Wormcast Problems for Turfgrass Managers


Earthworm activity is becoming a significant challenge  for sportsturf managers across the UK, Ireland and increasingly across the US and Canada. With the absence of chemical controls, greenkeepers and sportsturf managers are searching for alternative control methods. This article discusses the dual nature of earthworms: their benefits to soil health and the negative aspects of excessive casting on high-quality turf surfaces. We delve into earthworm biology and assess scientific findings on current management strategies for casting. 

Ecological functions of earthworms.

There are 26 earthworm species identified in the UK, and up to 76 species in North America, the majority of these species do not produce surface casts, however, a minority of species do result in casting, potentially troubling for managed amenity areas and fine turfs. Earthworms  are essential to the ecosystem, enhancing soil structure by burrowing and breaking down organic  material, enriching and aerating the soil.  

In golf course management, where moist soil and organic matter are abundant, earthworms can greatly benefit turfgrass systems by preventing thatch buildup, promoting soil health, and enhancing water infiltration.

However, excessive casting on the surface complicates turfgrass maintenance, affecting playability, increasing susceptibility to weeds and diseases, impairing mowing efficiency, and diminishing the visual appeal of sports turf. The challenge lies in balancing the ecological benefits of earthworms with the practical needs of maintaining high-quality turf surfaces, necessitating a thorough  exploration of effective, sustainable management practices.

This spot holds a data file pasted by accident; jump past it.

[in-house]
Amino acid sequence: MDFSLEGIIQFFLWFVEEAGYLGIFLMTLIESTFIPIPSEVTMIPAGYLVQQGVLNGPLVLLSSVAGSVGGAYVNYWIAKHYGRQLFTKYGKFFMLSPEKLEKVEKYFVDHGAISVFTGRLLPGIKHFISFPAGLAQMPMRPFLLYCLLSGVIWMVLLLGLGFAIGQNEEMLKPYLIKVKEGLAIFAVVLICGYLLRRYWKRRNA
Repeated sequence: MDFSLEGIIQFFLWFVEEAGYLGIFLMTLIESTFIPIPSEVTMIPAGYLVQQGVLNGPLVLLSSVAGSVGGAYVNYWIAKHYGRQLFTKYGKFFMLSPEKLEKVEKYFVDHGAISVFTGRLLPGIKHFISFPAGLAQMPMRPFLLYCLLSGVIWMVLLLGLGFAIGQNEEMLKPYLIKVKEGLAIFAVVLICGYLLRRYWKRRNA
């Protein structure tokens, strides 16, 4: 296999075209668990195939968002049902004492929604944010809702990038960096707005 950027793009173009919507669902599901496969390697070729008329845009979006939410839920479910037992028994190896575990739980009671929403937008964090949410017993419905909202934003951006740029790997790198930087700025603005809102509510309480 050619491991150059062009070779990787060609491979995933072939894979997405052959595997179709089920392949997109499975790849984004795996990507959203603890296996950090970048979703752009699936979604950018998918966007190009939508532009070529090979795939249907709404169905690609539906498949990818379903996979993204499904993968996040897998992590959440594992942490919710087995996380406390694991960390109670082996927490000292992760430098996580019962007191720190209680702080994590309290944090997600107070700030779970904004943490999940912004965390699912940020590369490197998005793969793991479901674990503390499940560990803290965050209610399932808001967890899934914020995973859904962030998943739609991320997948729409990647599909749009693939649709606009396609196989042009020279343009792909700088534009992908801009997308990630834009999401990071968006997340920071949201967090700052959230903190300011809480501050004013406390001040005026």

Controlling casting.

Until recently, surface casting was controlled by the use of a number of chemical options, these options have been withdrawn in many legislative areas leaving turf managers searching for viable alternative control strategies. Earthworm control in the past, that is from the early 1900s, firstly relied on Mowrah Meal, derived from the seeds of Bassia latifolia, which, when watered into the soil, irritated the earthworms, causing them to come to the surface where they were physically removed.

From the 1950s, controls involved a number of highly toxic chemicals, which John Dempsey PhD Wormcast problems for turfgrass managers although highly effective in controlling surface casting, were extremely hazardous to the  environment and humans. These included: copper sulphate, potassium permanganate, derris  dust (an extremely poisonous chemical to invertebrates), lead arsenate, and mercuric chloride  (extremely poisonous to humans and to other mammals).